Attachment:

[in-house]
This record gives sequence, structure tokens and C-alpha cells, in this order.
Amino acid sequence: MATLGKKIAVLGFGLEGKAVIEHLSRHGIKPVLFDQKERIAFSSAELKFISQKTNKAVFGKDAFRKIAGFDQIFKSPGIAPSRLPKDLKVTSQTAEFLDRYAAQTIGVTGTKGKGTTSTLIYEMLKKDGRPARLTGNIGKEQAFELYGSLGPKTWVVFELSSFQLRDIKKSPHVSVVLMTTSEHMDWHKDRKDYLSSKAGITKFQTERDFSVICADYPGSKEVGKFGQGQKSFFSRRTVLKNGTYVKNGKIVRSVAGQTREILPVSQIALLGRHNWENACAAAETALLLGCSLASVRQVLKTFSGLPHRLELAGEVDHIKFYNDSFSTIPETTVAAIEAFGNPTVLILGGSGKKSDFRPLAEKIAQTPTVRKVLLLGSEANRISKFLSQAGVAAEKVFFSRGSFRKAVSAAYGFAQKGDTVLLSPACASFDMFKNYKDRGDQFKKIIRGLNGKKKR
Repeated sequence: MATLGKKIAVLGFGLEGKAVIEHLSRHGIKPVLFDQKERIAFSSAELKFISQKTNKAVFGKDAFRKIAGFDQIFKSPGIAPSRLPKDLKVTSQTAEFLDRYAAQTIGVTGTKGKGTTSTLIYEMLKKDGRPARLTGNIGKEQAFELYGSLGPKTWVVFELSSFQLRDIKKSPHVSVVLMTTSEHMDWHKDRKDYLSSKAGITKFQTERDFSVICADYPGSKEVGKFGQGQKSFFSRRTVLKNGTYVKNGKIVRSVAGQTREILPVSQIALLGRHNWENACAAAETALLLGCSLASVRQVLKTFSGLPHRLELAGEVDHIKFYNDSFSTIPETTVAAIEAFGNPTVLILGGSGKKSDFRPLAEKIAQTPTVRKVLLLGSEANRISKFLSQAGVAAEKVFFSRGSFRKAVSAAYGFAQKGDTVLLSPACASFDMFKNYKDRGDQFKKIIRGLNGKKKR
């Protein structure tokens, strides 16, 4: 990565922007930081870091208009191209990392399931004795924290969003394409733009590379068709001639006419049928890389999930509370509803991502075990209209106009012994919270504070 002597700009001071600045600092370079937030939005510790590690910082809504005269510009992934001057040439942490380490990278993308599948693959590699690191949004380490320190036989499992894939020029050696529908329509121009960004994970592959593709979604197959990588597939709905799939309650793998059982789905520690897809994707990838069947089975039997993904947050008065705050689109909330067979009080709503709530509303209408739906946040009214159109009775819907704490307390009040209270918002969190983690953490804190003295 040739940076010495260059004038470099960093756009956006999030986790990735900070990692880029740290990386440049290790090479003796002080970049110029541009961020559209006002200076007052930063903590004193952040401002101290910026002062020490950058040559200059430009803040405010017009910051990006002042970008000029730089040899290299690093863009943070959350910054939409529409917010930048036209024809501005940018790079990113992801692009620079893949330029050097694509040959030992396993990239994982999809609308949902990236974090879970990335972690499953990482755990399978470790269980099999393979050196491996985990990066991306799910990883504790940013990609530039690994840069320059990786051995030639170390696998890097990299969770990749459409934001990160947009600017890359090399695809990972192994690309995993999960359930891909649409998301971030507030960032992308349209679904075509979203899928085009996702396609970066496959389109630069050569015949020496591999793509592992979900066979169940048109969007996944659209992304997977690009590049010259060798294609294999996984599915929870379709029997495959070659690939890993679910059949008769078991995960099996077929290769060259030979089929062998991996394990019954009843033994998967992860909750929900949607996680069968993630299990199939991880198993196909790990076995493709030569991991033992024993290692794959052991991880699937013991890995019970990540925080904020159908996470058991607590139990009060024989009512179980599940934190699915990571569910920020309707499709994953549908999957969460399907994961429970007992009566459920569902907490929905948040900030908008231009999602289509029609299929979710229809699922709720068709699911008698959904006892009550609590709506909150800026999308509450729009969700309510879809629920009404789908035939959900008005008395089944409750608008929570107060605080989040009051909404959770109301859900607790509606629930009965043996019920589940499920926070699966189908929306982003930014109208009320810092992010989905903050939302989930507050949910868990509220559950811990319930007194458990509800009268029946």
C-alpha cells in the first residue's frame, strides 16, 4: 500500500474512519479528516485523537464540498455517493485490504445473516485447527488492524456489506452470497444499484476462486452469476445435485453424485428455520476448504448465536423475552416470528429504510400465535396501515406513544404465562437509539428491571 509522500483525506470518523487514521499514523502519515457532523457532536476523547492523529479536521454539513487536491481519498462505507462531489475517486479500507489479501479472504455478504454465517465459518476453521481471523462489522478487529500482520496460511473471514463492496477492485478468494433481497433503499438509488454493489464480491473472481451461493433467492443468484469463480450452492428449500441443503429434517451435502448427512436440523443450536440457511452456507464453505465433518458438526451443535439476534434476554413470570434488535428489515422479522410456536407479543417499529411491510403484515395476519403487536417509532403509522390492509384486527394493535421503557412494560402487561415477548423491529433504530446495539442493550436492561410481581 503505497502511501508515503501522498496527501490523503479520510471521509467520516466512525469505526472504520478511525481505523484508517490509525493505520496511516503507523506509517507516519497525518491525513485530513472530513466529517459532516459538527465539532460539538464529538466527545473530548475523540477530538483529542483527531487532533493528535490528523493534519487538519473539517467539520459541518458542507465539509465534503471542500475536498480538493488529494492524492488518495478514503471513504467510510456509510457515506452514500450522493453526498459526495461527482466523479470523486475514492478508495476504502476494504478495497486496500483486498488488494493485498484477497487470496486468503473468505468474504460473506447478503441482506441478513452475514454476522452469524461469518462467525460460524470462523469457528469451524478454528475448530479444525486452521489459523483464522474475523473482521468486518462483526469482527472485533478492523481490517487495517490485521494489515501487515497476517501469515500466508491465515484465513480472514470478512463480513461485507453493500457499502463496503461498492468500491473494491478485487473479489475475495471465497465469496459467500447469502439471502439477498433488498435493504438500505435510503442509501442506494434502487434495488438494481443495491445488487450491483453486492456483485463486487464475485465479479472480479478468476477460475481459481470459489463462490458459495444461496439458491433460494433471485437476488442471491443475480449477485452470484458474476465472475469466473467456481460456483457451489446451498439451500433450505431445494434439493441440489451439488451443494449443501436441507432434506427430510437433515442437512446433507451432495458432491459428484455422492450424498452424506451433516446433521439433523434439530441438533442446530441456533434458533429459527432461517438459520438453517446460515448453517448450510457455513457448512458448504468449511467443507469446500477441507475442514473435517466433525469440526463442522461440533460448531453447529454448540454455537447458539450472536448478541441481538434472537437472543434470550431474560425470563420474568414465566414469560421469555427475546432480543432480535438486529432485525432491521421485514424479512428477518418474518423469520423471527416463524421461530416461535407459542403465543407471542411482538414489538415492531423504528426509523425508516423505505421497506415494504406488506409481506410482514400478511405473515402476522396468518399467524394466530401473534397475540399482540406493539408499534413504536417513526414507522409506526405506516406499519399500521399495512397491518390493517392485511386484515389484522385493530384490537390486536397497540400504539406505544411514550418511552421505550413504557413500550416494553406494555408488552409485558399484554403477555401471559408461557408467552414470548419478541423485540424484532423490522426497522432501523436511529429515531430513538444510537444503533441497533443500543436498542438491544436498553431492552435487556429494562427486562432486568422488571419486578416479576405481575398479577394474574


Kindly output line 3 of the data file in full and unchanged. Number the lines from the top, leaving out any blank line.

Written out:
Amino acid sequence: MATLGKKIAVLGFGLEGKAVIEHLSRHGIKPVLFDQKERIAFSSAELKFISQKTNKAVFGKDAFRKIAGFDQIFKSPGIAPSRLPKDLKVTSQTAEFLDRYAAQTIGVTGTKGKGTTSTLIYEMLKKDGRPARLTGNIGKEQAFELYGSLGPKTWVVFELSSFQLRDIKKSPHVSVVLMTTSEHMDWHKDRKDYLSSKAGITKFQTERDFSVICADYPGSKEVGKFGQGQKSFFSRRTVLKNGTYVKNGKIVRSVAGQTREILPVSQIALLGRHNWENACAAAETALLLGCSLASVRQVLKTFSGLPHRLELAGEVDHIKFYNDSFSTIPETTVAAIEAFGNPTVLILGGSGKKSDFRPLAEKIAQTPTVRKVLLLGSEANRISKFLSQAGVAAEKVFFSRGSFRKAVSAAYGFAQKGDTVLLSPACASFDMFKNYKDRGDQFKKIIRGLNGKKKR